Digg recently threw the switch on their new DiggBar, a little toolbar combined with a URL shortener. The toolbar is really an HTML frameset. Every link on Digg.com will have the DiggBar on top of it when you click through, unless you turn it off. You can also put any page into the DiggBar frameset by prefixing http://digg.com/ to the current URL, such as http://digg.com/http://www.google.com. You will be redirected to the short URL to the page with the DiggBar included.
That’s the controversial part: Every page loaded into the DiggBar ends up with a TinyURL-style short URL that loads the page, with the bar atop it. This means that Digg doesn’t link directly to your site anymore. They link to their short URL (e.g. http://digg.com/d1lGIm), which displays your page in a frame. If someone decides to link to your page, are they going to go through the trouble to break the page out of the frameset and link to the original URL? Probably not. They’re link to the Digg URL instead, which displays your page in the DiggBar frameset. You don’t get any link juice, and the link is dependant on Digg’s URL working.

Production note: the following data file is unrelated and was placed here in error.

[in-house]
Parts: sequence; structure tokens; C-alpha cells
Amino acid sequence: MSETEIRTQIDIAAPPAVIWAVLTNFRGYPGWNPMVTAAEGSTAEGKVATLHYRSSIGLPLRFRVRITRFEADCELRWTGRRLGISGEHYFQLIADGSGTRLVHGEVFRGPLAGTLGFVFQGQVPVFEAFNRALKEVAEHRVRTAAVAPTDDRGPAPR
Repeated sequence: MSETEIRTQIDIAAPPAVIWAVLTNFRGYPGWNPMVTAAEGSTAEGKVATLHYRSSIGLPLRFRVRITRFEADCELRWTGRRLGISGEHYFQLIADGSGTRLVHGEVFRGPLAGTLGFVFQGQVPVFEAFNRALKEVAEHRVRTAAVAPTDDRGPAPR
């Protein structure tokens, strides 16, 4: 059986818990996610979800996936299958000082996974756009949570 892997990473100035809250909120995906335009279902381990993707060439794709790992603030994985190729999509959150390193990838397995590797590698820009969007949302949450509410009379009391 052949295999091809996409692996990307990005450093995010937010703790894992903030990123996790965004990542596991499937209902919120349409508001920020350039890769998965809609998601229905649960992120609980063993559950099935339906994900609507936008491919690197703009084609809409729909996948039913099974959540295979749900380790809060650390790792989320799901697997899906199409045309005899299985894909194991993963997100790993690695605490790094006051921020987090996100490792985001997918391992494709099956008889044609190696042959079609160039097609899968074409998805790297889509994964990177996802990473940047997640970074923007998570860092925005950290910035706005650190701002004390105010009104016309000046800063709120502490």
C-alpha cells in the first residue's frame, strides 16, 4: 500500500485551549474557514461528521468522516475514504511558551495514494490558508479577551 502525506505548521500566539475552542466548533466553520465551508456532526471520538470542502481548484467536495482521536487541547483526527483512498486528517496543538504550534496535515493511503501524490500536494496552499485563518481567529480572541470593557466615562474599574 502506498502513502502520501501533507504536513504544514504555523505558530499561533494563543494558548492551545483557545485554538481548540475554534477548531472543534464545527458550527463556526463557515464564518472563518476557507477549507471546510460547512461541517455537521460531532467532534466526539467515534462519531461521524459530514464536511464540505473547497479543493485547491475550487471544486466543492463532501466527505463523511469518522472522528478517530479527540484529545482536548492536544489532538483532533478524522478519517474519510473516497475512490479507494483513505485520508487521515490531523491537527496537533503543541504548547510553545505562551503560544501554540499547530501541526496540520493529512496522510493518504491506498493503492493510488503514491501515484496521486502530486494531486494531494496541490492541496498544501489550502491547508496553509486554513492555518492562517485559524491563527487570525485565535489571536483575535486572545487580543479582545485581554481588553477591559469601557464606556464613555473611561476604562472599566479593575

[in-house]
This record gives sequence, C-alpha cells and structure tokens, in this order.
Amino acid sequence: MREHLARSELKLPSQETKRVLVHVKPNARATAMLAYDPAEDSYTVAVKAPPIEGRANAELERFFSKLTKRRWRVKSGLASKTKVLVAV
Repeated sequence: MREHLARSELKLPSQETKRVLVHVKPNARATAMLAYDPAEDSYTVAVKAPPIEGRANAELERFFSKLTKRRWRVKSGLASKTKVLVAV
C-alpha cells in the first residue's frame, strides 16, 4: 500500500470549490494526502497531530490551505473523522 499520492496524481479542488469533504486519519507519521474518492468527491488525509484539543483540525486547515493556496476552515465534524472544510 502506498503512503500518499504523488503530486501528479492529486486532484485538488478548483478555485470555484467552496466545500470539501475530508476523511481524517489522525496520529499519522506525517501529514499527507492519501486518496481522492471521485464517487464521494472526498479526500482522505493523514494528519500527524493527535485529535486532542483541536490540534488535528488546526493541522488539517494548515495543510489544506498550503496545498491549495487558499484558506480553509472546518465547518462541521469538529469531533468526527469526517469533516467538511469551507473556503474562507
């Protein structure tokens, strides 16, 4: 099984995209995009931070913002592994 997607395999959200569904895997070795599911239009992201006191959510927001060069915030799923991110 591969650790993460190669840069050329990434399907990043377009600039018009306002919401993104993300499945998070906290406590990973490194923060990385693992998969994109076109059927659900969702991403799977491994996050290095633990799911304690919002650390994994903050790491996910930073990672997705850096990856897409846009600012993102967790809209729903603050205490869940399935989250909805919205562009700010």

The DiggBar may net you some more traffic, making it easier for your post to be Dugg and shared on Twitter and Facebook. (Functions for each are included in the toolbar.) I can’t say I like the downside though.
- Digg Launches New Toolbar – Makes Digging and Sharing Easier [ReadWriteWeb]
- Is DiggBar Twitter’s New Power Tool? [Mashable]
- DiggBar Keeps All Digg Homepage Traffic On Digg [TechCrunch]